Microbiological and Chemical Exposure Assessment
Research In Action
Development and evaluation of large volume sample preparation techniques for microbial detection
Methods for detecting low concentrations of microorganisms in the environment are needed to understand the risk posed by waterborne pathogens. Therefore, effective, low cost techniques to concentrate and purify microbes from large volumes of water are critical. For example, viruses and parasites must often be isolated from 10-1600 liters of source water to be detected. Current sample collection techniques often require expensive filters, such as the Virosorb 1MDS filter, which have only been evaluated with a limited range of microbes.
EPA scientists are investigating several alternative approaches for concentrating microbes from water more effectively and increasing the range of microbes that can be isolated simultaneously. For instance, hollow-fiber ultrafiltration, which concentrates microbes by size, is being evaluated for both viruses and parasites, while the low-cost NanoCeram filter, which is based on charge interactions, is being evaluated for viruses. Scientists are also investigating an EPA developed technique that uses celite (diatomaceous earth) as a way to further concentrate and purify viruses from smaller volumes (30 milliliters -1 liter) of source water.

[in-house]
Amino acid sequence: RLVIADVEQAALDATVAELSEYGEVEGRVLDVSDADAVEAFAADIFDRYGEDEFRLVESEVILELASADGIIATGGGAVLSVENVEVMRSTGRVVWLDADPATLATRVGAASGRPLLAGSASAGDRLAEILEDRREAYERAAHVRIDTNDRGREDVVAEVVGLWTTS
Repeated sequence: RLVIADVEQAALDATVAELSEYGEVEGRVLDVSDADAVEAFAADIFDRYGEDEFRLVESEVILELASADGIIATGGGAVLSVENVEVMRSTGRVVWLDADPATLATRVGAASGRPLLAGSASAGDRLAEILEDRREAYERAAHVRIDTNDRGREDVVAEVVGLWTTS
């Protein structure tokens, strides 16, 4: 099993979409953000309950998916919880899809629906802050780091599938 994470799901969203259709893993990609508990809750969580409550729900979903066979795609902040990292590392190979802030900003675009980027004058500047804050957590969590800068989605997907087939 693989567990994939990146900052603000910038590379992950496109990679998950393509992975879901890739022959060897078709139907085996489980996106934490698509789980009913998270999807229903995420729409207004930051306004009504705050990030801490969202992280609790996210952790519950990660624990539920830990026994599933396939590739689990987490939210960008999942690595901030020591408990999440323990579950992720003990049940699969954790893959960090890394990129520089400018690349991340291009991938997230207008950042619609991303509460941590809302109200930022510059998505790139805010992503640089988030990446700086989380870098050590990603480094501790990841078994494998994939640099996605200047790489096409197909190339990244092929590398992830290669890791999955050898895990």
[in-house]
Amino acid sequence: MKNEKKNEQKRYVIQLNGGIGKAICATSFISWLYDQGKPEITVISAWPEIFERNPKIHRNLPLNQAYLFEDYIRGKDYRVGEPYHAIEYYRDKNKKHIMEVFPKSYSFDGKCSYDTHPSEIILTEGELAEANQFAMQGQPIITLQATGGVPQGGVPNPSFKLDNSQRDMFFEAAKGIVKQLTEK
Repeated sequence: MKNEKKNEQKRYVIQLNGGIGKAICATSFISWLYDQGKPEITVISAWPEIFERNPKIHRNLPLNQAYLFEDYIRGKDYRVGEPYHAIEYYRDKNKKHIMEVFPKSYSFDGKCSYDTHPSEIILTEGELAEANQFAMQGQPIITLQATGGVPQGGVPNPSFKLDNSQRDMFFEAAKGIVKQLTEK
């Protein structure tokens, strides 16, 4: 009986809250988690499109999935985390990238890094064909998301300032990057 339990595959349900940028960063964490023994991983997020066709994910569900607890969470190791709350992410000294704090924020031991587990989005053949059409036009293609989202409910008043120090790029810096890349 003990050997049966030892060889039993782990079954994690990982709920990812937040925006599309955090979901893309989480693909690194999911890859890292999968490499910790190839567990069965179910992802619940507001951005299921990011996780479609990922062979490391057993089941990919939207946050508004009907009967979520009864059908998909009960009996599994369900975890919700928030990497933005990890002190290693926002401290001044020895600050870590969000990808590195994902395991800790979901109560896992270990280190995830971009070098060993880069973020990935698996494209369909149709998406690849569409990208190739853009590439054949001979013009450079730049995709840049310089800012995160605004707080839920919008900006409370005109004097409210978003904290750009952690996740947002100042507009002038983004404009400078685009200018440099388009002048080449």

Result and Impact
This work has resulted in the identification of low cost alternative sample concentration techniques. In the long term, techniques such as hollow-fiber ultrafiltration are expected to be used in conjunction with multipathogen detection devices, opening the door to a multipathogen occurrence method. Such a method would be valuable for many applications, including large scale occurrence studies such as the one supporting the Unregulated Contaminant Monitoring Rule.